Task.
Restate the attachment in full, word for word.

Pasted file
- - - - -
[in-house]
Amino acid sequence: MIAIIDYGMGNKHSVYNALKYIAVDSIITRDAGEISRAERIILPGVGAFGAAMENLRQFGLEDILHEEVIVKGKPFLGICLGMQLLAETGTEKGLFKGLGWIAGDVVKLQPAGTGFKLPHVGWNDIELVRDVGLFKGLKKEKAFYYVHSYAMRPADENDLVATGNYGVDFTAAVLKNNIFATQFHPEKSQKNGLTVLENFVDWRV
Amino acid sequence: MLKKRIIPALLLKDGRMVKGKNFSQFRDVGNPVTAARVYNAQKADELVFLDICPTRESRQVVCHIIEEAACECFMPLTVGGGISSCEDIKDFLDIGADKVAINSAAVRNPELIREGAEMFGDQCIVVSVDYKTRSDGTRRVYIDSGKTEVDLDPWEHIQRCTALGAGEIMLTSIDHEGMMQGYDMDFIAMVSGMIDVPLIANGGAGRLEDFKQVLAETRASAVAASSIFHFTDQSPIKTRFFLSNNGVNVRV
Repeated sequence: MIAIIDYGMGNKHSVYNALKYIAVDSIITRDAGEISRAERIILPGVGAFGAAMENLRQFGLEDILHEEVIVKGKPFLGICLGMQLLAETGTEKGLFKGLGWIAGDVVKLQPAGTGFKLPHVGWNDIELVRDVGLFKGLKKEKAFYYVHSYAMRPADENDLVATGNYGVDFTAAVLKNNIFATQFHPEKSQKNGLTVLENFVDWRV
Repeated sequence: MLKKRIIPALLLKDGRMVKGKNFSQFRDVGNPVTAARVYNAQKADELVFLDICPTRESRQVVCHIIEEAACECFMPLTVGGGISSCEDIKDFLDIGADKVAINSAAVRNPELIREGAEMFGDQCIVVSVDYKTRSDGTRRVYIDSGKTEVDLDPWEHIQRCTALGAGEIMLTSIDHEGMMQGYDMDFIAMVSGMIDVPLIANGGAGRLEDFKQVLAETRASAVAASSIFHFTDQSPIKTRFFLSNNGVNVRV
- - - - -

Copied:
[in-house]
Amino acid sequence: MIAIIDYGMGNKHSVYNALKYIAVDSIITRDAGEISRAERIILPGVGAFGAAMENLRQFGLEDILHEEVIVKGKPFLGICLGMQLLAETGTEKGLFKGLGWIAGDVVKLQPAGTGFKLPHVGWNDIELVRDVGLFKGLKKEKAFYYVHSYAMRPADENDLVATGNYGVDFTAAVLKNNIFATQFHPEKSQKNGLTVLENFVDWRV
Amino acid sequence: MLKKRIIPALLLKDGRMVKGKNFSQFRDVGNPVTAARVYNAQKADELVFLDICPTRESRQVVCHIIEEAACECFMPLTVGGGISSCEDIKDFLDIGADKVAINSAAVRNPELIREGAEMFGDQCIVVSVDYKTRSDGTRRVYIDSGKTEVDLDPWEHIQRCTALGAGEIMLTSIDHEGMMQGYDMDFIAMVSGMIDVPLIANGGAGRLEDFKQVLAETRASAVAASSIFHFTDQSPIKTRFFLSNNGVNVRV
Repeated sequence: MIAIIDYGMGNKHSVYNALKYIAVDSIITRDAGEISRAERIILPGVGAFGAAMENLRQFGLEDILHEEVIVKGKPFLGICLGMQLLAETGTEKGLFKGLGWIAGDVVKLQPAGTGFKLPHVGWNDIELVRDVGLFKGLKKEKAFYYVHSYAMRPADENDLVATGNYGVDFTAAVLKNNIFATQFHPEKSQKNGLTVLENFVDWRV
Repeated sequence: MLKKRIIPALLLKDGRMVKGKNFSQFRDVGNPVTAARVYNAQKADELVFLDICPTRESRQVVCHIIEEAACECFMPLTVGGGISSCEDIKDFLDIGADKVAINSAAVRNPELIREGAEMFGDQCIVVSVDYKTRSDGTRRVYIDSGKTEVDLDPWEHIQRCTALGAGEIMLTSIDHEGMMQGYDMDFIAMVSGMIDVPLIANGGAGRLEDFKQVLAETRASAVAASSIFHFTDQSPIKTRFFLSNNGVNVRV